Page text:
More Katherine people smoke cigarettes than anywhere else in Australia.
Per capita, Katherine has the worst smoking habit in the entire nation.
Latest data from a national survey estimates one of in three Katherine residents smoke cigarettes each day.
The Australian Health Policy Collaboration, led by the Victorian University, has produced a health report card which rates Katherine the worst smokers, male and female, in the nation.
The study found 29.7 per cent of Katherine people over the age of 18 years smoked – the national average is 12.8 per cent.
Smoking is just the latest undesirable problem for Katherine with homelessness, alcohol abuse, domestic violence, sexual assault and murder rates also some of the worst in the NT and Australia.
The Federal Government funded Sunrise Health’s anti smoking program earlier this year.
CEO Daniel Tyson said the money went to anti-smoking programs run in nine Arnhem Land clinics.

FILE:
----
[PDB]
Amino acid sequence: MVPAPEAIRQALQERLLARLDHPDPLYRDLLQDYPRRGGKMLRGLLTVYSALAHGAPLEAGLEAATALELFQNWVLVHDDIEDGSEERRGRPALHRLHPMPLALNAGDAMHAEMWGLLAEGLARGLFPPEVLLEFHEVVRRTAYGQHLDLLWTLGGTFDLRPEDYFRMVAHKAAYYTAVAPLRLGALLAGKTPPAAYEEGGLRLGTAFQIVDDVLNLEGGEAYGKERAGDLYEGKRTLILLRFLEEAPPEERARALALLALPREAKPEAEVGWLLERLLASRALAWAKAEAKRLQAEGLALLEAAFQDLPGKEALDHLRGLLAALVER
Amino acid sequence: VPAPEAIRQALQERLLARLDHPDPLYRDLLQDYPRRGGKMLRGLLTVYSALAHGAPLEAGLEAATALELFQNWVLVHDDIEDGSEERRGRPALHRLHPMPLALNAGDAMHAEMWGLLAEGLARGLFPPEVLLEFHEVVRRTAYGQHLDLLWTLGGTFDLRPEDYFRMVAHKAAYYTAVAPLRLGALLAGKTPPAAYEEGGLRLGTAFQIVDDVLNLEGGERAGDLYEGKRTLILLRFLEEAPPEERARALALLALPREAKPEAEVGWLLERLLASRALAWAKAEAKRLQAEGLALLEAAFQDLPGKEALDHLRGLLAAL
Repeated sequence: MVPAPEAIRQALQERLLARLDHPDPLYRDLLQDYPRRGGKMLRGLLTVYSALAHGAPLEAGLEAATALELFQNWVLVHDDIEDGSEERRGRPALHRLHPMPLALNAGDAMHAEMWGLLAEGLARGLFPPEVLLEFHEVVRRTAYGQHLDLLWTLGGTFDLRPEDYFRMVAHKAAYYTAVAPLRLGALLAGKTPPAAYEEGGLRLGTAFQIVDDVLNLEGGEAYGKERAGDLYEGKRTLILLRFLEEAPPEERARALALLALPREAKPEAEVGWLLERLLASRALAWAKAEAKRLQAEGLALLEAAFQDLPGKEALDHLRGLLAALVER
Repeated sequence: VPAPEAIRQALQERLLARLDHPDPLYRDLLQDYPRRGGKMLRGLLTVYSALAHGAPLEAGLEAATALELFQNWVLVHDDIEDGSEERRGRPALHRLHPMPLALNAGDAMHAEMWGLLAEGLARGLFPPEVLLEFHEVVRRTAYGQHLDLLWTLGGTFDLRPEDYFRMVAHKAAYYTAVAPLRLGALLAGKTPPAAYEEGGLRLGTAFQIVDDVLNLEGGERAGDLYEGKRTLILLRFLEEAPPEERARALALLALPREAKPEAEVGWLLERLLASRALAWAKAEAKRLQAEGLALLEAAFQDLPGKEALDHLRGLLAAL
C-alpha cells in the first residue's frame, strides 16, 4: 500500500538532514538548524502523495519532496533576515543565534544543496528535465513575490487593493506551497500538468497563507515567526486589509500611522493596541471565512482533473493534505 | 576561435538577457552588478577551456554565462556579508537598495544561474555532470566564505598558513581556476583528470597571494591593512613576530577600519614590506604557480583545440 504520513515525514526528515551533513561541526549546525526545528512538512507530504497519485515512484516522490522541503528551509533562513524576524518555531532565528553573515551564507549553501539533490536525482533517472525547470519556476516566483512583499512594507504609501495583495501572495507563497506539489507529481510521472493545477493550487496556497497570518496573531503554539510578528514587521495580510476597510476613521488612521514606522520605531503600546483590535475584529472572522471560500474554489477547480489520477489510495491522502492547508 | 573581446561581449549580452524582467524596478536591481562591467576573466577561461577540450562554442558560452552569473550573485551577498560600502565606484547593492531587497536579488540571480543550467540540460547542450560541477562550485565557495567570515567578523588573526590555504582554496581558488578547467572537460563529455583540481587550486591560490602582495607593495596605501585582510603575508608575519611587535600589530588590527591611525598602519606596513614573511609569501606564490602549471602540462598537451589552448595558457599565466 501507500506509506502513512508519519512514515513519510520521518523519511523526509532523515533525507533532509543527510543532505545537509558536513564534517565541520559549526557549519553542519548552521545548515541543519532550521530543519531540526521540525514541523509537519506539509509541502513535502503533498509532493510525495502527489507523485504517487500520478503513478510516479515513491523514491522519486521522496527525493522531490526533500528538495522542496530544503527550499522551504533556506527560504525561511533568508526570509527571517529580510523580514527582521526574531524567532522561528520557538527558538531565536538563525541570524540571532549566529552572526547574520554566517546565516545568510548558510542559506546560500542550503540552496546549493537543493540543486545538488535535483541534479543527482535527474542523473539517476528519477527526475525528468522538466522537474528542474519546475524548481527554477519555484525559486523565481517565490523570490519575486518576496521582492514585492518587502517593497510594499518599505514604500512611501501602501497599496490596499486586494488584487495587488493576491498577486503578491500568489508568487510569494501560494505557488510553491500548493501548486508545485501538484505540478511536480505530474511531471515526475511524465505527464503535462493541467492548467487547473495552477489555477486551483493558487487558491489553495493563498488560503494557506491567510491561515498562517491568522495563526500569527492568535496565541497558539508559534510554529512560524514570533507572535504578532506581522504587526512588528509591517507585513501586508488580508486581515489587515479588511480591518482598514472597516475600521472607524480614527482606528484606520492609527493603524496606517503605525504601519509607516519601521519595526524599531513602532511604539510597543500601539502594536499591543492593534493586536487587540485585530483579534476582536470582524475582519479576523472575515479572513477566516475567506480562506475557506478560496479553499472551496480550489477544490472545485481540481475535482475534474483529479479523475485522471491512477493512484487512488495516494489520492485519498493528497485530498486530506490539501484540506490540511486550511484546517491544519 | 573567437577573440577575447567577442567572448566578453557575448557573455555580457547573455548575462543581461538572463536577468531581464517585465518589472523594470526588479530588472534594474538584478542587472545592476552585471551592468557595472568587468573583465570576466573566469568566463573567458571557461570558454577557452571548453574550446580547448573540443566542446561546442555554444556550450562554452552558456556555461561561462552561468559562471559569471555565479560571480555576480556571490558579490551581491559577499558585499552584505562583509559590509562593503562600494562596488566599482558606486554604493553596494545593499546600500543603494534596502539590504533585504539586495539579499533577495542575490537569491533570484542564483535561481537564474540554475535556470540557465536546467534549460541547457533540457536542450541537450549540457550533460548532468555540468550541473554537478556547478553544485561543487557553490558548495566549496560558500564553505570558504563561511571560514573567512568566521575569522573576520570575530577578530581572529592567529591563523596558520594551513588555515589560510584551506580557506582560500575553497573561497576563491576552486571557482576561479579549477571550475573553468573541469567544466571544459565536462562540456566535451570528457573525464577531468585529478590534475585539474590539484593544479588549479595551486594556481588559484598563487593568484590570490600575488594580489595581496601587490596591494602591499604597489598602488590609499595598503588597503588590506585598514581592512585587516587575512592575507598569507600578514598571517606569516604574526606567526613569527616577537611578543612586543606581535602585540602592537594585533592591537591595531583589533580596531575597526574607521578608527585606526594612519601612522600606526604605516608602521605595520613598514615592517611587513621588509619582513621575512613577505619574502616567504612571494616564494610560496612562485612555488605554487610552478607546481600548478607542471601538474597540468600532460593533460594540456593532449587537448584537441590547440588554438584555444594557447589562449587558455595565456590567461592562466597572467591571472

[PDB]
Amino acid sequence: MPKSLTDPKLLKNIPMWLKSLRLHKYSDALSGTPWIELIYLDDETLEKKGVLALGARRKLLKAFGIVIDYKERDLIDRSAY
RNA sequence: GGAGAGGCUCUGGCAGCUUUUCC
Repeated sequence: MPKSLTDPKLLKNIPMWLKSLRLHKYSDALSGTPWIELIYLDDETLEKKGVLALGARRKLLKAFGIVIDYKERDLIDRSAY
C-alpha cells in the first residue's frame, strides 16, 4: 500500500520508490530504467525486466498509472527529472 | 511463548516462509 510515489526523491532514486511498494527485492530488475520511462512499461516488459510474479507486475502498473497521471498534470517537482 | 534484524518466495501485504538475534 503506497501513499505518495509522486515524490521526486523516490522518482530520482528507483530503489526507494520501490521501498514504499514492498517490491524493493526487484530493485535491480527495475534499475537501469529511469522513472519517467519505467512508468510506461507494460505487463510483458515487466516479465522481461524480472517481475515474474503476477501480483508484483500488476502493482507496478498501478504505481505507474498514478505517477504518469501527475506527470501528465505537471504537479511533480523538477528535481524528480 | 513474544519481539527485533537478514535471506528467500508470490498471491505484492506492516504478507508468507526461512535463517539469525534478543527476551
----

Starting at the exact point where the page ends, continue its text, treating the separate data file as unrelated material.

“The money has gone towards public health activities and events, and providing materials around anti-smoking,” Mr Tyson said.
“Smoking is a serious issue and contributes to the development of chronic diseases.
“Smoking is more prevalent in lower socio-economic groups, if you have a large Aboriginal population in town, that probably contributes to higher percentages.”
Katherine’s Smokemart manager Alan Steele said smokers in Katherine come from all backgrounds.
“I am not surprised to hear our smoking rates are so high, we have about 400 people a day buying smoking products,” Mr Steele said.
“The NT has always outdone everywhere else in alcohol and cigarette sales.
“We get people living remotely come in and buy in bulk, they might buy $2000 worth of cigarettes,” he said.
The number of women undergoing lung cancer surgery in Australia is escalating faster than that of men, reflecting the tobacco industry's aggressive marketing of feminised "slim" and "light" products in the 1980s and '90s.
Previously unpublished hospitalisation data reveals a 46.5 per cent increase in women undergoing lung cancer surgery between 2010 and 2015, in contrast to a 30.5 per cent rise for men.
In addition, the number of women dying each year from lung cancer has soared by 36.3 per cent to 3716 deaths in 2016 over the past decade, while the rise is less dramatic for men at 9.3 per cent.